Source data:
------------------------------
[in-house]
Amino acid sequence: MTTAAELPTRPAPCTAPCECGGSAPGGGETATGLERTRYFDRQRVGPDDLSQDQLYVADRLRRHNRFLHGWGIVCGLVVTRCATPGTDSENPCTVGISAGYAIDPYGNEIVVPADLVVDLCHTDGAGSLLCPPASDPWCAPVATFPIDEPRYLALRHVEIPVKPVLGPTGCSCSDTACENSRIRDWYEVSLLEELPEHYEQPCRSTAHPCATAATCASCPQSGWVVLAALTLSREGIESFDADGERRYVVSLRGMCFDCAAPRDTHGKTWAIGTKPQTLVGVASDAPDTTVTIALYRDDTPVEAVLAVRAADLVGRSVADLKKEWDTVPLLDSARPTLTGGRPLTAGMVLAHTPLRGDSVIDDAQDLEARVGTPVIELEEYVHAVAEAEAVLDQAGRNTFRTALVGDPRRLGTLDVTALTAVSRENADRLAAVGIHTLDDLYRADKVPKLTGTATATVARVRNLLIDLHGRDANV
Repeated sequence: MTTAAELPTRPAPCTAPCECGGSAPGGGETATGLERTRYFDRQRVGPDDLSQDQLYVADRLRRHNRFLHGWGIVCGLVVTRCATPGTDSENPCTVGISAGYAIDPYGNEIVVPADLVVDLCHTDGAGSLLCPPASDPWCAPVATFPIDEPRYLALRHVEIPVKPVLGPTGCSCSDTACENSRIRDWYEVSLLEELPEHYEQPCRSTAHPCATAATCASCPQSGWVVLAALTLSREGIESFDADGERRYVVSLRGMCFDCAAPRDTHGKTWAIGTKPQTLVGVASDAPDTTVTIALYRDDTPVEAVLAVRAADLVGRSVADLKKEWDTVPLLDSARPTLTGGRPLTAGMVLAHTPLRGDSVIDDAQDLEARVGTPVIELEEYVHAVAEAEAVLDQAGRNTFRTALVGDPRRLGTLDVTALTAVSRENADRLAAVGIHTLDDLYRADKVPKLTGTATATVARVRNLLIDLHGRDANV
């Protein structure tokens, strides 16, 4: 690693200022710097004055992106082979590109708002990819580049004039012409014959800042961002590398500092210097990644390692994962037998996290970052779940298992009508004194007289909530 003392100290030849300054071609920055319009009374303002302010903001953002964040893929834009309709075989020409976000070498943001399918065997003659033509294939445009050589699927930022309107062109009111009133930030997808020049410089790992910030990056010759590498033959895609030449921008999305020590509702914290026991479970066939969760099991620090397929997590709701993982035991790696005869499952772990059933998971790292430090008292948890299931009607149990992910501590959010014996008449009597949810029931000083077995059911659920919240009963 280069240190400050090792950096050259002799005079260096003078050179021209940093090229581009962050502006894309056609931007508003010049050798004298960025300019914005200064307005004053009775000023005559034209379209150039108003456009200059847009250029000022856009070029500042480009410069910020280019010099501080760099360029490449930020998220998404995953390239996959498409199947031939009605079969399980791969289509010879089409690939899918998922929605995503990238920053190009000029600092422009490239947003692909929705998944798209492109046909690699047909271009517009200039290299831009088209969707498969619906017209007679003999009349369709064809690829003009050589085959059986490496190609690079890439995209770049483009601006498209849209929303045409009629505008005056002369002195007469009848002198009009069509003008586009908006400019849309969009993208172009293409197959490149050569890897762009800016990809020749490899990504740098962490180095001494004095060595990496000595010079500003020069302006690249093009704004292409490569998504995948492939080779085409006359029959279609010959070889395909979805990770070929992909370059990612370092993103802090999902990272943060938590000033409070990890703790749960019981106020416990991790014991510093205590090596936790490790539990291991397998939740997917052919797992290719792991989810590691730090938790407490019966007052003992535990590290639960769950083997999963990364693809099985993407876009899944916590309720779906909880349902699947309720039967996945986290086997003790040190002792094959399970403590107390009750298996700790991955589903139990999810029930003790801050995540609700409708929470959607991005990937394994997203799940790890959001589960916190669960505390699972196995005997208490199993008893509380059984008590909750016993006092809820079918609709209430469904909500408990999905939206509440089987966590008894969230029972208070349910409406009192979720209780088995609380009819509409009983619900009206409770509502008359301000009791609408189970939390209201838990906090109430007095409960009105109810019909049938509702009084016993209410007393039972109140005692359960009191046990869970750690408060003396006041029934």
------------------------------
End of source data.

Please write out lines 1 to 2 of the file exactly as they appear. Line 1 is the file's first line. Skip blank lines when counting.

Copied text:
[in-house]
Amino acid sequence: MTTAAELPTRPAPCTAPCECGGSAPGGGETATGLERTRYFDRQRVGPDDLSQDQLYVADRLRRHNRFLHGWGIVCGLVVTRCATPGTDSENPCTVGISAGYAIDPYGNEIVVPADLVVDLCHTDGAGSLLCPPASDPWCAPVATFPIDEPRYLALRHVEIPVKPVLGPTGCSCSDTACENSRIRDWYEVSLLEELPEHYEQPCRSTAHPCATAATCASCPQSGWVVLAALTLSREGIESFDADGERRYVVSLRGMCFDCAAPRDTHGKTWAIGTKPQTLVGVASDAPDTTVTIALYRDDTPVEAVLAVRAADLVGRSVADLKKEWDTVPLLDSARPTLTGGRPLTAGMVLAHTPLRGDSVIDDAQDLEARVGTPVIELEEYVHAVAEAEAVLDQAGRNTFRTALVGDPRRLGTLDVTALTAVSRENADRLAAVGIHTLDDLYRADKVPKLTGTATATVARVRNLLIDLHGRDANV